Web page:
Figure 7

Principal component 2 versus principal component 1 using absence/presence of 1256 common ROHs. A full color version of this figure is available at the Journal of Human Genetics journal online.

However, interestingly, populations can share the same (or similar) ROH location, but the common haplotypes driving the ROH can be markedly disparate. One example is a 700-kb ROH in Chromosome 16 (location 30,438,046–31,137,964) that overlaps with the Vitamin K epoxide reductase complex subunit 1 (VKORC1) gene (location 31,009,956–31,013,551). Genetic polymorphisms within the gene have been found to correlate with differences in warfarin dosage and response in many studies.24, 25, 26 In the Singapore populations, the Indians were observed to display warfarin resistance, thus requiring a higher dose as compared with the Chinese and Malays.26, 27, 28, 29 There is no significant difference in ROH frequencies among the populations (ROH frequencies of 21, 13 and 20% for the Chinese, Malays and Indians, respectively). However, if we examine the haplotypes in this region, there is significant difference. Fisher's exact test performed on the frequencies of the top three most frequent haplotypes results in a P-value <10–6. In particular, the difference in haplotype frequencies of the Indians differs markedly from the Chinese and Malays. This is highlighted in Table 3, where haplotype A dominates in the Chinese and Malays but is almost absent in the Indians, while haplotype B dominates in the Indians but is almost absent in the Chinese and Malays. Haplotypes A and B differ at 104 locations out of the 158 SNPs in this region.

Table 3 Haplotype frequencies of three populations in a ROH in Chromosome 16 that overlaps with VKORC1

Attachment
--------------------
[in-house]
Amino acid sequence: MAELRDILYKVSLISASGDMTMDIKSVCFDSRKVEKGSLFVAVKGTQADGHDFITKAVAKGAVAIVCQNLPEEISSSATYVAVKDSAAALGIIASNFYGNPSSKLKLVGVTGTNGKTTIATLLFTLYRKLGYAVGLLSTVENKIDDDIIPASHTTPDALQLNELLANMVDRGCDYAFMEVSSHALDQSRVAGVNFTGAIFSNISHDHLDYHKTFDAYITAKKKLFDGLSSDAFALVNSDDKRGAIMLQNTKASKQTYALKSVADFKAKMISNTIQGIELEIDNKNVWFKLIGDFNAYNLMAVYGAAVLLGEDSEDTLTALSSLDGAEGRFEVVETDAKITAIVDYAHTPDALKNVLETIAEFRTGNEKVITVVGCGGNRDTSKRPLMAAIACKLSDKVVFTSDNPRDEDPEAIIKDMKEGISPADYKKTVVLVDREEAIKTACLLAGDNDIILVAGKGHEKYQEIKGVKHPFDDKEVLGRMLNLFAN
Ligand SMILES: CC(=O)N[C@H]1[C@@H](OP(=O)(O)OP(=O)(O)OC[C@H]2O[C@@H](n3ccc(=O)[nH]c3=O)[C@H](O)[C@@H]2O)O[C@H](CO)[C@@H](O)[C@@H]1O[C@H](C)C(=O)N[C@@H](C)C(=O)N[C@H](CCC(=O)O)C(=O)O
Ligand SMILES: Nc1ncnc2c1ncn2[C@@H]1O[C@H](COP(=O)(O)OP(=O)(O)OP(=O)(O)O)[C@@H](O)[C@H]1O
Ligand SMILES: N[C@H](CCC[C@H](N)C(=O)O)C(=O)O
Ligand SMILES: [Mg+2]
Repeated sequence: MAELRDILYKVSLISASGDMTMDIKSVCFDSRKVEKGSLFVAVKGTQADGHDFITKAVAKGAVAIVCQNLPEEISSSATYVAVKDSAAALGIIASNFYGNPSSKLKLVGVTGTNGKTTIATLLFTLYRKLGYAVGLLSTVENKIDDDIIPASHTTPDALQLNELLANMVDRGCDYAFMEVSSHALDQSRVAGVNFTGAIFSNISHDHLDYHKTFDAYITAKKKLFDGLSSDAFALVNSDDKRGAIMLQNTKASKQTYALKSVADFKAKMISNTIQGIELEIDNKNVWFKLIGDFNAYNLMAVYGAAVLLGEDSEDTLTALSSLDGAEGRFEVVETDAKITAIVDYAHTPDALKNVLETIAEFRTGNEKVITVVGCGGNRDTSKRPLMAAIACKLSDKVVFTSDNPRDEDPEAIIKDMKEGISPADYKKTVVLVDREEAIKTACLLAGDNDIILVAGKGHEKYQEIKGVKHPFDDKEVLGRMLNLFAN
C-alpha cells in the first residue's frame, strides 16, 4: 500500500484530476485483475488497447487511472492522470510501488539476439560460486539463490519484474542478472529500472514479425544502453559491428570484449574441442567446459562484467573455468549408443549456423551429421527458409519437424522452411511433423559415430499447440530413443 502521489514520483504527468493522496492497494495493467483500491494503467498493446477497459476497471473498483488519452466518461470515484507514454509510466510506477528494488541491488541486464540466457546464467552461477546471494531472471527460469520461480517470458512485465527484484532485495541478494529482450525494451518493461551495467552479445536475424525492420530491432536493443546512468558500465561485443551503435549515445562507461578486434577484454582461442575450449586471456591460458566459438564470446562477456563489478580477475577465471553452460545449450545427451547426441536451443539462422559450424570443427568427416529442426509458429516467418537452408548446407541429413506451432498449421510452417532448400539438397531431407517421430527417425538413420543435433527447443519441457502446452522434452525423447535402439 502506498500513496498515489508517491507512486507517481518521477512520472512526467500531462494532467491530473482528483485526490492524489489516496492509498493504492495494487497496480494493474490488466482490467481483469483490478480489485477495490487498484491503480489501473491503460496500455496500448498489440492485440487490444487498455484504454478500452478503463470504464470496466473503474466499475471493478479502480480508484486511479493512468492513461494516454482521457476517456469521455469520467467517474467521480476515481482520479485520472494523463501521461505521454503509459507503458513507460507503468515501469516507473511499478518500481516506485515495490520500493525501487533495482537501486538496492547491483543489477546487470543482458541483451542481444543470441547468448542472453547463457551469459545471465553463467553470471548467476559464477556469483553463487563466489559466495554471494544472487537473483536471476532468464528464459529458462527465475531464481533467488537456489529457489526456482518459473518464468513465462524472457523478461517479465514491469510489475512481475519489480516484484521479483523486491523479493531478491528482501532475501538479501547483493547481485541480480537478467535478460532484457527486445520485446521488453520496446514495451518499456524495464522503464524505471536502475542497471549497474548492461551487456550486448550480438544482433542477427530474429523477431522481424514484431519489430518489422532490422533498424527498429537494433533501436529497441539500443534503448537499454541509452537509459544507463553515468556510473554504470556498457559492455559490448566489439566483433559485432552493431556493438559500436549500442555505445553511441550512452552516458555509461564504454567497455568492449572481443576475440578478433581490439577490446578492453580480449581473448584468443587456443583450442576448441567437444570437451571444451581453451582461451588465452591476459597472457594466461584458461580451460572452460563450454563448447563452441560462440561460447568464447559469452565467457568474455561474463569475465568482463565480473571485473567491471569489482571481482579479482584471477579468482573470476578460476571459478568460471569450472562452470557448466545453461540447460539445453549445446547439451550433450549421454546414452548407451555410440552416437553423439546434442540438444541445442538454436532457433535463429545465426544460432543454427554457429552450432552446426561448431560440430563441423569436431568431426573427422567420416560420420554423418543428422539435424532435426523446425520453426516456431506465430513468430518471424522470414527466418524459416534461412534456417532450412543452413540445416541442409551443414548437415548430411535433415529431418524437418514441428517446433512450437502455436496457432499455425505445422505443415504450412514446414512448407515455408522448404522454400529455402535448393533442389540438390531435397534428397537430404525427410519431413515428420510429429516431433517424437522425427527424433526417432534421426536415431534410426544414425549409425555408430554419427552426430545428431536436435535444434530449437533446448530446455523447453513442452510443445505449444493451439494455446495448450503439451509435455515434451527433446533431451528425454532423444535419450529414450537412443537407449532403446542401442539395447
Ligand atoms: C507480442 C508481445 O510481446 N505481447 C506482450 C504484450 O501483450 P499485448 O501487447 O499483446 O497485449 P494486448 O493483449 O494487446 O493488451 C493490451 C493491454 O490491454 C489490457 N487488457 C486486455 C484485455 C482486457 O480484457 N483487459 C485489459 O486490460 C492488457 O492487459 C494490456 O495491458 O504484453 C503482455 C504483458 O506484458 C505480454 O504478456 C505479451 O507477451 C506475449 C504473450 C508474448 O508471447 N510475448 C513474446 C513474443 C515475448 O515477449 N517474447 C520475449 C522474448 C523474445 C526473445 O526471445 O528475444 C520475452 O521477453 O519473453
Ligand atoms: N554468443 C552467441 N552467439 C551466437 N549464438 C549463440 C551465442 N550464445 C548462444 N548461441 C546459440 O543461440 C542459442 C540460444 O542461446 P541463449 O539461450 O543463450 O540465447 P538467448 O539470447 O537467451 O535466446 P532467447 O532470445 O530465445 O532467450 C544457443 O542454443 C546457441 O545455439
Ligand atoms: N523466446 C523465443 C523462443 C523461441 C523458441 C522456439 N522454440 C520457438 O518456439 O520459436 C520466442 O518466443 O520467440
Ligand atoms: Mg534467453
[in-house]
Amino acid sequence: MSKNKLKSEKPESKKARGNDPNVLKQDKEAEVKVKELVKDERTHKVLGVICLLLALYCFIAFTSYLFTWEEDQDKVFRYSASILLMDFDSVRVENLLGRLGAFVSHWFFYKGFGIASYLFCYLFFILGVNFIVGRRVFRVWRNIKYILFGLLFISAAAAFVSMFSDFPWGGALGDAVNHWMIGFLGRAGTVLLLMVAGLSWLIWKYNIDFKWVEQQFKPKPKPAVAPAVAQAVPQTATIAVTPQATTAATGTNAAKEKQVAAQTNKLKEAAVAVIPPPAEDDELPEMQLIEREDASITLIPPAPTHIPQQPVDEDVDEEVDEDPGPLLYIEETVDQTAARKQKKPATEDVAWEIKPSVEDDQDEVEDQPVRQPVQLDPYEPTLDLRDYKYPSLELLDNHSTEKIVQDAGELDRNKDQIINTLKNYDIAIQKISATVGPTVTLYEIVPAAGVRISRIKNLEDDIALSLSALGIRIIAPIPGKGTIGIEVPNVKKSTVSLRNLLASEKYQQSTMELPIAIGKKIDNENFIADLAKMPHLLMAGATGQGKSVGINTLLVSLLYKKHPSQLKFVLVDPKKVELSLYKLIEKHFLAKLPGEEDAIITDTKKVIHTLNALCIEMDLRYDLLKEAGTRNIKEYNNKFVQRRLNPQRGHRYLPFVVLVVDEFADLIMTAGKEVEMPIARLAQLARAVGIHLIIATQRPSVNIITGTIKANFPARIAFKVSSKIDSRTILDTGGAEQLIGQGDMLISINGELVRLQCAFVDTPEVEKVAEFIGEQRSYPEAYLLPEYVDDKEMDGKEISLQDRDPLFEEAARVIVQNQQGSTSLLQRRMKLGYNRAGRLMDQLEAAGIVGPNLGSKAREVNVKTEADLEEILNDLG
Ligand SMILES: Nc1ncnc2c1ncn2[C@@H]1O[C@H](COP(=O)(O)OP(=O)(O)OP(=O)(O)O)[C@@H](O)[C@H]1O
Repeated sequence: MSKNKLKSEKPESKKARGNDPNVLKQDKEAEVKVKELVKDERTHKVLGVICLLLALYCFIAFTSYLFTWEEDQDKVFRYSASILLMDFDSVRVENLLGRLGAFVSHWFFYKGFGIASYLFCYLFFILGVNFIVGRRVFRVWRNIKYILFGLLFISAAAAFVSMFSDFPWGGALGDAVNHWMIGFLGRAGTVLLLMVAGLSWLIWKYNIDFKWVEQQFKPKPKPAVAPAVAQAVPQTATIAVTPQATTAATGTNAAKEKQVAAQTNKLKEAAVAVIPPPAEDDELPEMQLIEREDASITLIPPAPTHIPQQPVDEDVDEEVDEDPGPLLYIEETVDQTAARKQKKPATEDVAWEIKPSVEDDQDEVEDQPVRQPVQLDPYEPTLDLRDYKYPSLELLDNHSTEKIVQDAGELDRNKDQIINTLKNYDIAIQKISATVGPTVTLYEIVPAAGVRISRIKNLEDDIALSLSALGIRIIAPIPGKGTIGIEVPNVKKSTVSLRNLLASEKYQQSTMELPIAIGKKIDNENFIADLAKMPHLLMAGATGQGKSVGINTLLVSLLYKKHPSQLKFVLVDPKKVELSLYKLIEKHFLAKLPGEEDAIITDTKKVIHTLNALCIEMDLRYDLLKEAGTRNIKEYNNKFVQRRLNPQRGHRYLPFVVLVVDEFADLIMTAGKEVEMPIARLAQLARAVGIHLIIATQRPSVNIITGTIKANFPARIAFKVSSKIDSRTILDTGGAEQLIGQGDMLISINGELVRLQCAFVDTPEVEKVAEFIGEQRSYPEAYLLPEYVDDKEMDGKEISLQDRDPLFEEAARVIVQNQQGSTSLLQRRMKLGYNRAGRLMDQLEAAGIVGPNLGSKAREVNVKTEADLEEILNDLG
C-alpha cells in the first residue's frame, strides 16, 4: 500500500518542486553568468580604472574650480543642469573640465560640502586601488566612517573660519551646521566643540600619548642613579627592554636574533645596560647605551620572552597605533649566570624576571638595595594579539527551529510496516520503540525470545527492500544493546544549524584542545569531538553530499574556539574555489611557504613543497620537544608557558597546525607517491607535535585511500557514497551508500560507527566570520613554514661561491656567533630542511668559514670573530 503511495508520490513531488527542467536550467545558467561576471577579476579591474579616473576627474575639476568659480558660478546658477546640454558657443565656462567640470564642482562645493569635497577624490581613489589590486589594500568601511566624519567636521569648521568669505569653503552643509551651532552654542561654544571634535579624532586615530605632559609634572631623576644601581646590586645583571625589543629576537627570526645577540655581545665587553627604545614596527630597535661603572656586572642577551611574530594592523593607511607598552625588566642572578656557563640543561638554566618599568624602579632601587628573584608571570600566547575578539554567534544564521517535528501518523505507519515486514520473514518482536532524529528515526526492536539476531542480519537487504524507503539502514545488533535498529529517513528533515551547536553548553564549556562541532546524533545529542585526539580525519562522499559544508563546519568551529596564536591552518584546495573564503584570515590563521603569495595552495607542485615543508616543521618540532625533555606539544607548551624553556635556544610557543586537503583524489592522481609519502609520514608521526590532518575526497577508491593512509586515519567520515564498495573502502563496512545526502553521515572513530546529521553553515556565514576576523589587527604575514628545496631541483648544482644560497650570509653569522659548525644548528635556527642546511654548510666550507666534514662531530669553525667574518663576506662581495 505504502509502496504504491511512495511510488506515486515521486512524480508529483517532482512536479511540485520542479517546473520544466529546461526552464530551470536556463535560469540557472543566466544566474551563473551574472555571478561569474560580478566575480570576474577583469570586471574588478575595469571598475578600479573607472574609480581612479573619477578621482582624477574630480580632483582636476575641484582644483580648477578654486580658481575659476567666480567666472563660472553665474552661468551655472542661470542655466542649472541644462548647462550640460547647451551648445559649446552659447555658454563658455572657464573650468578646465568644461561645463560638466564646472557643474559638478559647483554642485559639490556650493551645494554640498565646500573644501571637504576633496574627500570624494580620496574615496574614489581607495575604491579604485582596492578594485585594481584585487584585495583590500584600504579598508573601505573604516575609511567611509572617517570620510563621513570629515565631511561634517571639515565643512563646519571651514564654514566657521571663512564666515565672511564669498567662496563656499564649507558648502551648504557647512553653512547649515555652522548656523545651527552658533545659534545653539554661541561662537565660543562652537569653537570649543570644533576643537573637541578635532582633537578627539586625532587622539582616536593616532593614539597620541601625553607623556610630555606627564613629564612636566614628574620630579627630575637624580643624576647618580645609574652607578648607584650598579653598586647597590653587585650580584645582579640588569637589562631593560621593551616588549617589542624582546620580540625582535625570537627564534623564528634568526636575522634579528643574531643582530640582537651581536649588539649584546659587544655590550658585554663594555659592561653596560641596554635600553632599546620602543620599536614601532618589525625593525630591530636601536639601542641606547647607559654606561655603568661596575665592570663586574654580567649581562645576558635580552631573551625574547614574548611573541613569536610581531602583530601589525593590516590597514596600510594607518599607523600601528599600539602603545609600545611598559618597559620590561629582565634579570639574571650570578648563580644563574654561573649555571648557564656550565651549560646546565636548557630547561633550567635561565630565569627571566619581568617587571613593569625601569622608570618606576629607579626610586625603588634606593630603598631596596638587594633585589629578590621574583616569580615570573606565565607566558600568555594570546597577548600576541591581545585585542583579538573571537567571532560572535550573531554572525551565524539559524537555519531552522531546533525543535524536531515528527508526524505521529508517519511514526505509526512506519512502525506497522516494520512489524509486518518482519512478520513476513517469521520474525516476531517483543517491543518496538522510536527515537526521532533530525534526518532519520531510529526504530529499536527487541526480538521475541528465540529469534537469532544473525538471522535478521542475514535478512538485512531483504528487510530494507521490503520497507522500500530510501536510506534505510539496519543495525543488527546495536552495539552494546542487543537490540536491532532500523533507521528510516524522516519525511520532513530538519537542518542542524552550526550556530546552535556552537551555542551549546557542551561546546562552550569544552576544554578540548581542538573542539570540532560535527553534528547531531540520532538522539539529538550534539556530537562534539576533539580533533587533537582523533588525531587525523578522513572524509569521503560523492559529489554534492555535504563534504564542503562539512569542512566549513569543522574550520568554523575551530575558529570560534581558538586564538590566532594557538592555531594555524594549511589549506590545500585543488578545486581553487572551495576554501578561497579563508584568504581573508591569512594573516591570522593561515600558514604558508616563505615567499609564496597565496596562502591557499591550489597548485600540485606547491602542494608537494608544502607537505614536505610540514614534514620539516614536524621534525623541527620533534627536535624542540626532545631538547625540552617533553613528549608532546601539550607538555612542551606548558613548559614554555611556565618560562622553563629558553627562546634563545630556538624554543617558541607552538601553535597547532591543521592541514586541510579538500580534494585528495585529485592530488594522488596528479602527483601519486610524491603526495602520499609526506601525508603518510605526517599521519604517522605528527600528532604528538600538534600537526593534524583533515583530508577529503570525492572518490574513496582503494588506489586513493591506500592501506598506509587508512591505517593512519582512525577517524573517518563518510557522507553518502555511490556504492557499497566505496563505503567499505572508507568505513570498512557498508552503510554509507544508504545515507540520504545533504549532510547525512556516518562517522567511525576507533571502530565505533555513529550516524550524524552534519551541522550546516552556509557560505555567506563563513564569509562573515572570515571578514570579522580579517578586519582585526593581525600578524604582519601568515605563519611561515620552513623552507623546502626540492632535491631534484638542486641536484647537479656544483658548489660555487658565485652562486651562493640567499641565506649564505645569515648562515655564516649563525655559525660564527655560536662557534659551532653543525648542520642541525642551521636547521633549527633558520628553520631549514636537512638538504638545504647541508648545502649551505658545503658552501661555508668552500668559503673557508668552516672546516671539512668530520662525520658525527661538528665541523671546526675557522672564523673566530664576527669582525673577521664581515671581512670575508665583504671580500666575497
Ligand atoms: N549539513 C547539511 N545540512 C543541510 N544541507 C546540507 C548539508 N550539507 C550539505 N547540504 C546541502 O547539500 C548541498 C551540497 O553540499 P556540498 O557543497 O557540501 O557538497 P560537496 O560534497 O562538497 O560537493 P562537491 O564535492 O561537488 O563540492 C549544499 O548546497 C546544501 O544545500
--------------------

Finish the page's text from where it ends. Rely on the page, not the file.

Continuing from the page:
We also perform PCA on the allele counts of the haplotypes as described in the section ‘Haplotypes in ROH loci’. The first two components separates the Indians from the Chinese and Malays while the third component further separates the Chinese from the Malays (see Figure 8). This suggests that ROH loci contain much genetic ancestral haplotype information of a population.

Figure 8

Results of PCA on haplotype frequencies of ROH regions. A full color version of this figure is available at the Journal of Human Genetics journal online.

Testing departure from HWE

Using the estimated frequencies of the top three haplotypes, we are able to calculate the expected frequencies of the corresponding genotypes. For the observed frequencies, we use the unphased genotypes. For each individual, we can identify the haplotypes without phase information when all the SNPs in the region are homozygous (removing SNPs where we had allowed heterozygosity in the detection of ROH). With that, we are able to obtain observed frequencies for the (A, A), (B, B) and (C, C) genotypes. We use the χ2 test with three degrees of freedom to test if there is departure of the observed from the expected. A large majority of ROH loci (>92%) adhere to HWE, suggesting that assumptions of autozygosity and random mating are true for most ROH loci. Of the regions that show departure from HWE (false discovery rate <0.01), majority show excess homozygosity than would be expected. The reasons for departure from HWE are not immediately clear, and could be due to various reasons such as positive selection (see section ‘Comparison with regions associated with positive selection’) or nonrandom mating.

Comparison with varLD

As described in the section ‘Identification of regions with differential LD between populations’, we identify 16, 10 and 13 regions with differential LD variation between the Chinese and Indian populations, Malay and Indian populations, and Chinese and Malay populations, respectively. Of the 16 regions, 14 overlap with a common ROH and 10 out of 14 show significant differences in haplotype frequency between the Chinese and Indian populations. Of the 10 regions, 7 overlap with a common ROH and 7 out of 7 show significant differences in haplotype frequency between the Malay and Indian populations. Of the 13 regions, 8 overlap with a common ROH and 8 out of 8 show significant differences in haplotype frequency between the Chinese and Malay populations.

We observe that the majority of regions (74%) that show LD differences between populations correspond to regions where ROHs are observed, and furthermore, the haplotype frequencies in these regions differ between the populations. These results indicate that ROH patterns explain a large proportion of LD variations.